WBU and Accessibility


What does it mean to have your classroom and content accessible?  Think easy to approach, or reach.  Easy to use, or engage. It also refers to our students with disabilities being able to acquire the same information and engage in the same interactions within the same time frame as those without disabilities. Don’t think you have students with disabilities?  Think again.  Whether they are declared or not,  15-20% of their students in any given class may have a disability.

Structure of Courses

On a recent exit survey, our students told us they like using Blackboard and find it easy to use BUT they find the lack of consistency between courses, in our course organization and navigation, confusing.  For example, some instructors place the assignments within the weekly lesson, some place them in an assignment folder, some don’t place them at all…they list it in the syllabus.  Our menus are as varied as our instructors, some tall, some short, some colorful, some complicated.  I have always believed in instructor’s  ‘free choice’ in how they place their content in the classroom, but our students are requesting a bit less variety.  Universal Design for Learning is a set of guidelines that points to an architectural framework for creation and organization of learning materials. Individuality for your course, with some common structure for your students is the goal. The Virtual Council will be addressing this issue in the fall. Your school has a representative.  Make sure you get in on the conversation.

Accessing Materials

Another component of accessibility involves barriers that students encounter in our classrooms.  We need to be more aware, more sensitive to students who may be very intelligent but have some disability (physical, psychological, developmental) that makes working in the classroom more of a challenge than it is for students without disabilities. A file that won’t open or can’t be read by a screen reader; video that won’t play or is not captioned; text that varies in size, color, and contrast are common issues. But what about the student for whom English is a second language, a student with dyslexia, a student who has had a traumatic brain injury and processes learning differently – what is our responsibility to them?  The law says we must accommodate them.  But what it really involves is a change of thought, a change of heart, a desire to help others learn, for us to truly live our profession.  At WBU, we are committed to educate students in an academically challenging, learning-focused and distinctively Christian environment.  We are inclusive and caring with quality courses. We need to learn to use tools and resources to create a learning environment that provides for all students.  Is this easy? Somewhat. The hardest part is to break old habits and accept some change. We need to develop a culture that does not just see a set of rules, but sees the objectives of the rules as a basis for our cultural values, ensuring equality in an enriched learning environment so our students have professional success and can provide service to God and humankind.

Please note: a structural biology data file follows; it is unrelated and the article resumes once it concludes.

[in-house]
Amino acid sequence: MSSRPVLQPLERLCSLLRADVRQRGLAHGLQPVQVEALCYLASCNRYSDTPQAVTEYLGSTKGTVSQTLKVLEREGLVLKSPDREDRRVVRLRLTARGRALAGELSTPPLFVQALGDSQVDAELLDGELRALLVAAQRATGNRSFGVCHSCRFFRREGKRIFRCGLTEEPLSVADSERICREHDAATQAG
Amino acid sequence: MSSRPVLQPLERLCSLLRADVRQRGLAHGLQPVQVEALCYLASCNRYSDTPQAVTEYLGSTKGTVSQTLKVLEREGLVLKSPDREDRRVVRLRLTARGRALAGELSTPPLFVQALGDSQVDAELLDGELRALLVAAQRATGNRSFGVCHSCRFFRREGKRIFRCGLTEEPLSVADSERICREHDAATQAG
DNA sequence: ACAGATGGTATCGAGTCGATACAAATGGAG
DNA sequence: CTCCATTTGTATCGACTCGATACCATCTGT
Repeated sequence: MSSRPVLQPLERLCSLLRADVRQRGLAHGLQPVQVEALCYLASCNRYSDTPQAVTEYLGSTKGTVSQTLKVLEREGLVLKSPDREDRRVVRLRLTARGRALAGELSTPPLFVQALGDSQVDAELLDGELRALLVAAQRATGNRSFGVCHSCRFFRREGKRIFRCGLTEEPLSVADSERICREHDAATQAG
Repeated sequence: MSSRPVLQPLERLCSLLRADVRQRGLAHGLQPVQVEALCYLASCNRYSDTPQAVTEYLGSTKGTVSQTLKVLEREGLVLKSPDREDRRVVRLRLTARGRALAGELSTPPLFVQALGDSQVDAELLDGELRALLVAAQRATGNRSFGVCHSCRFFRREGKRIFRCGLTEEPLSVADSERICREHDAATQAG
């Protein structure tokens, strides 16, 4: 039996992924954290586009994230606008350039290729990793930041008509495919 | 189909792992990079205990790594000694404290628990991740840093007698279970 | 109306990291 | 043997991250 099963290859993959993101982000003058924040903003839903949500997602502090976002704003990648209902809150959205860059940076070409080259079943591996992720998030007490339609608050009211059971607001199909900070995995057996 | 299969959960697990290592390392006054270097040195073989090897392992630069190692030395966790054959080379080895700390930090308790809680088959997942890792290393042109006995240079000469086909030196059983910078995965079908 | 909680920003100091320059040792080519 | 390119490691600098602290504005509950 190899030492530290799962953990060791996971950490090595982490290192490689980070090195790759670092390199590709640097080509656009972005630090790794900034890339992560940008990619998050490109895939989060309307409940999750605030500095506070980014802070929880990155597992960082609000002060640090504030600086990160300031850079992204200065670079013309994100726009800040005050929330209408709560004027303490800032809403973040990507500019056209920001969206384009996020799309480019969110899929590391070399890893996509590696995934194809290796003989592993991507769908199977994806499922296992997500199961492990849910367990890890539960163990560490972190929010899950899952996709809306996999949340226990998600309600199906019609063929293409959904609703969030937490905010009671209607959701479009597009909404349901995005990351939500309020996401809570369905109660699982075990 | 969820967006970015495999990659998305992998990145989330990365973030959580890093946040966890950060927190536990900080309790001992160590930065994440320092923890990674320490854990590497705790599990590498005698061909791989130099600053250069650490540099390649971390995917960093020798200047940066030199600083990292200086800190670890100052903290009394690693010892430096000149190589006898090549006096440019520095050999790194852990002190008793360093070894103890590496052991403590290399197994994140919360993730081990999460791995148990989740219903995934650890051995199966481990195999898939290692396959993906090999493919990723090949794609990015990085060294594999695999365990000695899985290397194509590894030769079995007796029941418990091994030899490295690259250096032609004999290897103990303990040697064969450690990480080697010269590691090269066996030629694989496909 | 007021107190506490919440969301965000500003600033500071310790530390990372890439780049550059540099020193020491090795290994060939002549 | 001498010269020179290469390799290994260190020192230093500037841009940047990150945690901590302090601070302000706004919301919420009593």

This change needs to happen.  We hope to make it gradual without too much stress, but  need your help and your support.  We need your ideas and cooperation.  The changes will require a bit more of your time in the classroom set up, but won’t be difficult.  We will also start to include training, and EDI components to help you create that accessible classroom both online and f2f.

To start getting acquainted with some accessibility ideas and techniques, please see the tutorials posted in the WBUOnline Toolbox under Recommended Tutorials.

Have a great summer term and God Bless


“Do not be conformed to this world, but be transformed by the renewal of your mind, that by testing you may discern what is the will of God, what is good and acceptable and perfect.”  Romans 12:2

A Welcome from Your New Director

In nature, spring is a time of transition and transformation, and so it goes for the Virtual Campus. After 21/2 years as your distance learning specialist I have been blessed with the opportunity of serving as the Director of the Virtual Campus.   I come to this job with 20 years of experience in distance education including teaching, designing courses, and implementing and directing a new online program. I am very active in the Texas Blackboard Users Group, and currently serve as the President of the Texas Distance Learning Association, a non-profit organization of over 700 individuals, universities, colleges, corporations, non-profits, and military in Texas that keep abreast on ideas, technologies, legislation, and content to help develop and maintain leading-edge distance learning programs.

Wayland has an outstanding online learning program and I am excited to be a part of it. I bring to this job a foundation of integrity, a passion for learning and teaching, a commitment to excellence and quality education for our students, and a conviction that integrating faith and learning throughout our program will lead to graduates who are successful professionally, and in service to God and their community. I am excited about the opportunity to market Wayland’s online program beyond its current borders. We have a unique niche in the world of distance education created by our excellent programs and Christian values.

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Transactional Distance Theory